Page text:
Third, and most of all, he cannot admit that he is wrong. Not only that, but one step further, he cannot stop himself from insisting that he's correct, even when he's blatantly wrong. For about one minute, one of the other producers keeps explaining how the answer is 102, but Trump insists that it's 112 until someone does it on a calculator, then he simply stops talking and sits there smugly and awkwardly smiling, like he's so sure that it's 112 and that the calculator and the producers are wrong.

    Obama had some problems with some of his goals as well. But where Obama took the approach of trying to convince congress to approve legislation to accomplish his goals, Trump just tried doing everything by executive action, which reached its limitations almost immediately.

    Trump might be horribly misguided, he might be brash and reckless, but one thing I will not say is that he's lazy, because he has been getting a lot of things moving, even if they are not going anywhere but in circles. Lots of instantaneous movement even if the push-pull averages out back where it started. I had a post a few pages back with a sort of survey of his attempted accomplishments, and it was honestly just the tip of the iceberg.

    I did. I cannot forgive the guy who deliberately and knowingly started two wars under false pretenses, understanding that those wars had no justification and no end in sight. Trump might do worse, but Bush is ultimately responsible for 9/11 (the Clinton administration tried to warn him that the danger was teeming on the horizon, and he made the conscious decision to take focus off of it), Iraq (which he led us into solely because of a personal family feud with Hussein - I know that he knew that the WMD justification was BS, because his explanation of it, on its own, didn't even make sense), Afghanistan (which may have had an iota of legitimacy, but ended up a quagmire), the Iran deal (because the USA no longer had the moral high ground after Iraq to step in), bringing back medieval torture, the tyrannical Patriot Act, and at least part of the 2008 bubble (he relaxed a lot of regulations that, although they did not directly allow what happened, ushered in the culture where the behaviours that led to the recession gestated). Fuck that guy.
     
  12. synrgy

    synrgy Ya ya ya I am Lorde

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    I can't disagree with any of that, except to say that I don't think most of that was W's decision-making, but that of his puppet-masters. Granted, this does not excuse him, but I genuinely think he was too dimwitted to have even conceived of most of what he did.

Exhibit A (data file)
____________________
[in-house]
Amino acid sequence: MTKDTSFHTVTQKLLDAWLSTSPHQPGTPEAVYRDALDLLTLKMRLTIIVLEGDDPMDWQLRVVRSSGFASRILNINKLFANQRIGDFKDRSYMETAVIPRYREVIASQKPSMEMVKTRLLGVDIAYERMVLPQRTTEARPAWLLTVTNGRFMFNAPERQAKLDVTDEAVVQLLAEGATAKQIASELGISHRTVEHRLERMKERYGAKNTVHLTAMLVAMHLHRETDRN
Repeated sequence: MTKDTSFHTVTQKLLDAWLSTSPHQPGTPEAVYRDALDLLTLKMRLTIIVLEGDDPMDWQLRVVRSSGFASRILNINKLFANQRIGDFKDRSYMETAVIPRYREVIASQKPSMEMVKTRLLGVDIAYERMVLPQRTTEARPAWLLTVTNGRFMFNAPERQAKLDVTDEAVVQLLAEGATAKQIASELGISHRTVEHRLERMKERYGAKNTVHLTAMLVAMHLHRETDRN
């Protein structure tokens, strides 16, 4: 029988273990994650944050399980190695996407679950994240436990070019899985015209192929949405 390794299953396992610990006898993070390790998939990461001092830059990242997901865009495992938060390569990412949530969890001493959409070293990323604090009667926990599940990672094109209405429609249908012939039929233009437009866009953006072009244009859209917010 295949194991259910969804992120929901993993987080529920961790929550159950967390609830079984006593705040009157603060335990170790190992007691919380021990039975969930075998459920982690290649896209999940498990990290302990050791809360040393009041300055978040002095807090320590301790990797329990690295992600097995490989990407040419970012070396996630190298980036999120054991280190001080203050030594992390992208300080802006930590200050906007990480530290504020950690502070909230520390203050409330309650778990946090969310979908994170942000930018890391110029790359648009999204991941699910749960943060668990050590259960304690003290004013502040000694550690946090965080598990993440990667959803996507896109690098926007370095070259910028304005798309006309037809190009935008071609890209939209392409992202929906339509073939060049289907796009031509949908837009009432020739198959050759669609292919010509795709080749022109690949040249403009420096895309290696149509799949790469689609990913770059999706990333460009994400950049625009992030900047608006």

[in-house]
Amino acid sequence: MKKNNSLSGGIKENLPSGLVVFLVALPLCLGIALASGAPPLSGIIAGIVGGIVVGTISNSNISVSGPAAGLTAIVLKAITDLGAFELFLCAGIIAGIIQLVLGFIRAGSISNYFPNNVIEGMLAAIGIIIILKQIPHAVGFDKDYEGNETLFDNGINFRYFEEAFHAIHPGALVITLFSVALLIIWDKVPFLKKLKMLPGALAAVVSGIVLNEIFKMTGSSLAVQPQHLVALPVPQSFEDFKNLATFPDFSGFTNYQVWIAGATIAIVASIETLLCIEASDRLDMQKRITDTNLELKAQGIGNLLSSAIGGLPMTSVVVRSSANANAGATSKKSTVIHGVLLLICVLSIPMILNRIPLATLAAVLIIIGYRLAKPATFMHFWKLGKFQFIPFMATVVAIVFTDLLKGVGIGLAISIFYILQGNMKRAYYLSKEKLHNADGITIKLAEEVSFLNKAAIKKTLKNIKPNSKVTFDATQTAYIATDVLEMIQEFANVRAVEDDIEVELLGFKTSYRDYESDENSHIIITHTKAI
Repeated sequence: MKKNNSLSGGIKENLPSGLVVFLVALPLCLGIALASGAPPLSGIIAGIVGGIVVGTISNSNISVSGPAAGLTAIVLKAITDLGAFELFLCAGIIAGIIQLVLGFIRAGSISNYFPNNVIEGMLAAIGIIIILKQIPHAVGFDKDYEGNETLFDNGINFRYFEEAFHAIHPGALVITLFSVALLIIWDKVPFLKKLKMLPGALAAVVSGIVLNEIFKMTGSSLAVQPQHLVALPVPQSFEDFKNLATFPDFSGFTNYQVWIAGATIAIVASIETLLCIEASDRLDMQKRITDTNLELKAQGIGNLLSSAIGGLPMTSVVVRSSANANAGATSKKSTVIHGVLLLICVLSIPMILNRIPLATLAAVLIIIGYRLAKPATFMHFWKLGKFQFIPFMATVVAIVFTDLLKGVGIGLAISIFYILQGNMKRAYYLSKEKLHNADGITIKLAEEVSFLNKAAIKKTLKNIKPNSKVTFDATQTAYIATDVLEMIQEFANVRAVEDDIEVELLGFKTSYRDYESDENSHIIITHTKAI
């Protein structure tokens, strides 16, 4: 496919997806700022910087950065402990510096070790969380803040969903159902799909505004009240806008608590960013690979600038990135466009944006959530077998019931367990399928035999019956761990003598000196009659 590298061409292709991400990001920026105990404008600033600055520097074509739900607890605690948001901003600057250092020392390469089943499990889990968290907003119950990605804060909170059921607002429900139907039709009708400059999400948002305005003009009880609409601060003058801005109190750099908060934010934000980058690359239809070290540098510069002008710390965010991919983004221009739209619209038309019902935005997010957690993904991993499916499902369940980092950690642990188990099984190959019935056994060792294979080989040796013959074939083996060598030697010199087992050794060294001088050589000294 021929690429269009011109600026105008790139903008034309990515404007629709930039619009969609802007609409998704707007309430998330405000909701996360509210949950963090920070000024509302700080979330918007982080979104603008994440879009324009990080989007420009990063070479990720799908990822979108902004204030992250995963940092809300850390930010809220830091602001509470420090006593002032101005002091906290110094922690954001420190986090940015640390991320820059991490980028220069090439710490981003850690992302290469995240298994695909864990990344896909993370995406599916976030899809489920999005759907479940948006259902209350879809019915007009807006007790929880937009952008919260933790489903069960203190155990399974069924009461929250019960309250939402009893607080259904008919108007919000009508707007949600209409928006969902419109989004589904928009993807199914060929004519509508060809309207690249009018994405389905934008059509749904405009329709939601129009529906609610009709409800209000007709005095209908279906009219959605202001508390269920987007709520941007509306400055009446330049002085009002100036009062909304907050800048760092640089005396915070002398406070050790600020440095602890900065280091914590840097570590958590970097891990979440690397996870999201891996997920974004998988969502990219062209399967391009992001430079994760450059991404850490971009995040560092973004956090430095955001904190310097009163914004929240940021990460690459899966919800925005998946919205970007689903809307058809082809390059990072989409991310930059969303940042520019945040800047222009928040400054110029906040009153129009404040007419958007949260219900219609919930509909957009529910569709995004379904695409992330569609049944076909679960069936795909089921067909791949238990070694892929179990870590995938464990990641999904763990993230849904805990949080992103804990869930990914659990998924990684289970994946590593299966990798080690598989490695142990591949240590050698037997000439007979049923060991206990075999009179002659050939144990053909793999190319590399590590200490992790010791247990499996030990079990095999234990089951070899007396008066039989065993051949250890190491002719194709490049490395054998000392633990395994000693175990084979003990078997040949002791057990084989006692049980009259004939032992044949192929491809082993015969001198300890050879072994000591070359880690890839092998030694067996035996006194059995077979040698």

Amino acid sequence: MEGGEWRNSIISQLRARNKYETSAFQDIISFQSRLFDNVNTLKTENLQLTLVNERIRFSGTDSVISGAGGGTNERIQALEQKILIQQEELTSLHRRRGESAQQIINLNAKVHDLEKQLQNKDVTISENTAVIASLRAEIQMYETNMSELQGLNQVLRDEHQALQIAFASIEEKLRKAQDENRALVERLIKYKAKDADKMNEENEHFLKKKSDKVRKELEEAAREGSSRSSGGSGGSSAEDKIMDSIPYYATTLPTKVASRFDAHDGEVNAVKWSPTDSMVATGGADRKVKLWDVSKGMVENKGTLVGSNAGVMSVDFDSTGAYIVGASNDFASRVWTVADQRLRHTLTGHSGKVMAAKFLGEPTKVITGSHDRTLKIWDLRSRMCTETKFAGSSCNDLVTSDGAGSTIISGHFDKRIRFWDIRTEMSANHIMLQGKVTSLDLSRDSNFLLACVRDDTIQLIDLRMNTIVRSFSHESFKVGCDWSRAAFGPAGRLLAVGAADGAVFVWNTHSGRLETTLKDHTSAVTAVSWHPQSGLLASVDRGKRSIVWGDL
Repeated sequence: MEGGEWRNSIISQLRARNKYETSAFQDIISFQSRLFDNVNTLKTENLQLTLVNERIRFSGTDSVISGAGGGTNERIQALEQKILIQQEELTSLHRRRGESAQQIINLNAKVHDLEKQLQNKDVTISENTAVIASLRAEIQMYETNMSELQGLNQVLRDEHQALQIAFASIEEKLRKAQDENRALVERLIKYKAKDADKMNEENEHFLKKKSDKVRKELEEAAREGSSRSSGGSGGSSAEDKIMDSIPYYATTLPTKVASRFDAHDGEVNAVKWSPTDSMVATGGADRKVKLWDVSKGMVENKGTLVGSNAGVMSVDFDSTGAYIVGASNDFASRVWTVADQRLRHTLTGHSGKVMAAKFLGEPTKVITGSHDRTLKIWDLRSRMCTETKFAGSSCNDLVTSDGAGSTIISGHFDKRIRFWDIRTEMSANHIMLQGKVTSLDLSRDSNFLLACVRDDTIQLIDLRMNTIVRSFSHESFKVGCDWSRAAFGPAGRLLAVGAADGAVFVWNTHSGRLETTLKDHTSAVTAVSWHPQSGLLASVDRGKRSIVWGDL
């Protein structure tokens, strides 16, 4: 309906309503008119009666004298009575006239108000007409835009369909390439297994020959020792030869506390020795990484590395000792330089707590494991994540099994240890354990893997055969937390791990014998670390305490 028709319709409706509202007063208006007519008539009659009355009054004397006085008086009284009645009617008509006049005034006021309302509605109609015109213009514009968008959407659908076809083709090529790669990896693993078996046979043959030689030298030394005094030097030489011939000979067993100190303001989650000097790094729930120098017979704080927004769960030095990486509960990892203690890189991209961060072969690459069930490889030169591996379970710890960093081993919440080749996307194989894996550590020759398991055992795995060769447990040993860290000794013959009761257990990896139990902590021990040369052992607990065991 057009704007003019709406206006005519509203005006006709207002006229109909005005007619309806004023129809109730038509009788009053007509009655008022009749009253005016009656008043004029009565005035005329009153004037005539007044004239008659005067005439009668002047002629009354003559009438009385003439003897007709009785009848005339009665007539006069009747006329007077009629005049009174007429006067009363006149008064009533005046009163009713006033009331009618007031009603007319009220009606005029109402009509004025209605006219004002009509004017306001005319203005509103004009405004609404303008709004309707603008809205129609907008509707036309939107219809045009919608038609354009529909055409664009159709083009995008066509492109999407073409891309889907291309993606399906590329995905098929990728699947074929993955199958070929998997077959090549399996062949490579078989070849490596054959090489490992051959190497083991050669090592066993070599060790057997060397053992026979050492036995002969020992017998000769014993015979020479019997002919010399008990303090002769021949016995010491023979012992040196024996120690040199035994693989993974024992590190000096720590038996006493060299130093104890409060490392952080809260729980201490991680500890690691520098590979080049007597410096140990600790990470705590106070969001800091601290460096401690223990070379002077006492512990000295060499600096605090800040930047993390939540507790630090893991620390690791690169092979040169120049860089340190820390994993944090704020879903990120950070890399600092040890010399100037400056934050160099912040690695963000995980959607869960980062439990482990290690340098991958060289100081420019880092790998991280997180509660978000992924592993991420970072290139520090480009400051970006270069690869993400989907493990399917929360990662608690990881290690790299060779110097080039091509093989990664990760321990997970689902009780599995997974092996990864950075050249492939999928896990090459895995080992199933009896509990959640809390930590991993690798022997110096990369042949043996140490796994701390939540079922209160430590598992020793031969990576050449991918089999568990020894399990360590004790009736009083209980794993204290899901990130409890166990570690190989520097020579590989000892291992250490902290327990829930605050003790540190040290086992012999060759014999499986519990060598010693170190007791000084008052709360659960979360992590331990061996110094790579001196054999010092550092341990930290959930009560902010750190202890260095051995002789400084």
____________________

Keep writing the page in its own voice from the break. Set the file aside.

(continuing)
I could easily be wrong, of course. Maybe he's tenfold smarter than I give him credit for, and maybe the whole 'puppet show' look was a calculated move. Seems like a stretch, and pretty much qualifies him for all of the Oscars ever, but yeah, not impossible.

    *edit* And, to be clear, none of this makes me a retroactive fan of the man. If one dug into my post history from when he was still POTUS, I think my general opposition to his Admin would be obvious.
     
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  13. Drew

    Drew Forum MVP

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    Yes, but Obama got them across the goal line. Trump hasn't. He doesn't have a single legislative victory of note I can think of, at a time when his (nominal) party controls both houses of Congress, with the possible exception of his deal to get a Harvey relief bill packaged with a short term spending plan and a debt ceiling increase, and that was done with the democrats.

    I mean, picture basically any republican other than Trump in the white house, and ask yourself if we'd only be turning to the -skeletal - beginnings of a tax reform plan now, 250 days into his term, with zero accomplishments on any of his other objectives. And what's Trump doing, this last week? Fighting with the NFL about players kneeling during the National Anthem, blasting the Mayor of San Juan over twitter, and challenging his Secretary of State to an IQ contest.

    His administration is a trainwreck.
     
  14. Drew

    Drew Forum MVP

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    No, I'm with you, too. The Bush Administration did a lot of things I disagreed with, sometimes quite strongly. One or two I think he's been vindicated - the Arab Spring made his attempt to bring democracy to the Middle East a lot less hair-brained in retrospect, even if his means were a little questionable. But even some of the ones I disagree with, I at least can find things in them I respect him for. For example, the Bush tax cuts... He ran on them at a time of budgetary surplus, and then we had the dot-com crash and that surplus went away. His advisors immediately started drawing up a plan B, but Bush's attitide was "I said I was going to do it, so now I'm going to do it." I think that was a mistake, but there's at least an integrity there, even if IMO a course of action with just as much integrity would have been to publicly say "Listen, I wanted to do this when we had a budget surplus thanks to capital gains. We don't anymore. The economy has changed so this isn't the right course of action, after all."

    Decent guy, he just stood for a lot of ideas I didn't. Trump, meanwhile, stands for himself, uber alles.
     
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  15. synrgy

    synrgy Ya ya ya I am Lorde

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    Yeah, that's what I was getting at. Without mincing words, I pretty much hated W, but at the same time I believed he was trying to follow his own moral compass and genuinely trying to do what he believed was good; even if I disagreed with most or all of it. Seeing how he's all but disappeared since, except to take up painting veterans for charity, it's clear that he was humbled by his experience.